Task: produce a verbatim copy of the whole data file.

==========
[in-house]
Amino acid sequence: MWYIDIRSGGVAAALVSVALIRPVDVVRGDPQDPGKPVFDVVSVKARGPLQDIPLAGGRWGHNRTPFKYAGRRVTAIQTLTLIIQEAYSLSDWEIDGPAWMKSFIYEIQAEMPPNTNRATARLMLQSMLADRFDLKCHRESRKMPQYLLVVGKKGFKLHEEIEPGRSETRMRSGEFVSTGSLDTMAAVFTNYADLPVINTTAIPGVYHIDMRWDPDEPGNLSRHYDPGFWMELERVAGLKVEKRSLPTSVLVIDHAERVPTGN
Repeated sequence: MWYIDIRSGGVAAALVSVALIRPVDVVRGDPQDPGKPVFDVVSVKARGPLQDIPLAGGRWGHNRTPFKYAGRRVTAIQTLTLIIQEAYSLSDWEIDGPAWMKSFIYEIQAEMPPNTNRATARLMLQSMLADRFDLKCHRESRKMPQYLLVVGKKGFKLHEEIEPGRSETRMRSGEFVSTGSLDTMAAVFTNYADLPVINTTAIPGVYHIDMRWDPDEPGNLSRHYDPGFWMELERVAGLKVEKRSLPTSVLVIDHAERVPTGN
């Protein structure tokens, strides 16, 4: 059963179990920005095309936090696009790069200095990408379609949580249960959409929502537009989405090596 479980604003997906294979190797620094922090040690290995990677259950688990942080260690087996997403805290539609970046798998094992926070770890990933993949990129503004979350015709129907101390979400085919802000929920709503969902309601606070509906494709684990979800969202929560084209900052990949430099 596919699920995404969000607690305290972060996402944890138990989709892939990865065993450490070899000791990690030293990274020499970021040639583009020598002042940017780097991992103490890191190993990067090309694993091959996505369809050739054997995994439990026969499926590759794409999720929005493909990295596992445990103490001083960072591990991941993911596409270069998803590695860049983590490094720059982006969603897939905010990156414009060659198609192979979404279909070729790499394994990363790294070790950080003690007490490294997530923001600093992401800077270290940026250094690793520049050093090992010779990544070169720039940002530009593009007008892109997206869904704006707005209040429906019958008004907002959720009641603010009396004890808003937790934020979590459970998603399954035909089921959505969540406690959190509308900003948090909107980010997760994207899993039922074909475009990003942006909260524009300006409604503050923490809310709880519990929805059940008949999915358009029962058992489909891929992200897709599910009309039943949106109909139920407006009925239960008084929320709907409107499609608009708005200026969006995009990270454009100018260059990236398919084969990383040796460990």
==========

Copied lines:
[in-house]
Amino acid sequence: MWYIDIRSGGVAAALVSVALIRPVDVVRGDPQDPGKPVFDVVSVKARGPLQDIPLAGGRWGHNRTPFKYAGRRVTAIQTLTLIIQEAYSLSDWEIDGPAWMKSFIYEIQAEMPPNTNRATARLMLQSMLADRFDLKCHRESRKMPQYLLVVGKKGFKLHEEIEPGRSETRMRSGEFVSTGSLDTMAAVFTNYADLPVINTTAIPGVYHIDMRWDPDEPGNLSRHYDPGFWMELERVAGLKVEKRSLPTSVLVIDHAERVPTGN
Repeated sequence: MWYIDIRSGGVAAALVSVALIRPVDVVRGDPQDPGKPVFDVVSVKARGPLQDIPLAGGRWGHNRTPFKYAGRRVTAIQTLTLIIQEAYSLSDWEIDGPAWMKSFIYEIQAEMPPNTNRATARLMLQSMLADRFDLKCHRESRKMPQYLLVVGKKGFKLHEEIEPGRSETRMRSGEFVSTGSLDTMAAVFTNYADLPVINTTAIPGVYHIDMRWDPDEPGNLSRHYDPGFWMELERVAGLKVEKRSLPTSVLVIDHAERVPTGN
């Protein structure tokens, strides 16, 4: 059963179990920005095309936090696009790069200095990408379609949580249960959409929502537009989405090596 479980604003997906294979190797620094922090040690290995990677259950688990942080260690087996997403805290539609970046798998094992926070770890990933993949990129503004979350015709129907101390979400085919802000929920709503969902309601606070509906494709684990979800969202929560084209900052990949430099 596919699920995404969000607690305290972060996402944890138990989709892939990865065993450490070899000791990690030293990274020499970021040639583009020598002042940017780097991992103490890191190993990067090309694993091959996505369809050739054997995994439990026969499926590759794409999720929005493909990295596992445990103490001083960072591990991941993911596409270069998803590695860049983590490094720059982006969603897939905010990156414009060659198609192979979404279909070729790499394994990363790294070790950080003690007490490294997530923001600093992401800077270290940026250094690793520049050093090992010779990544070169720039940002530009593009007008892109997206869904704006707005209040429906019958008004907002959720009641603010009396004890808003937790934020979590459970998603399954035909089921959505969540406690959190509308900003948090909107980010997760994207899993039922074909475009990003942006909260524009300006409604503050923490809310709880519990929805059940008949999915358009029962058992489909891929992200897709599910009309039943949106109909139920407006009925239960008084929320709907409107499609608009708005200026969006995009990270454009100018260059990236398919084969990383040796460990």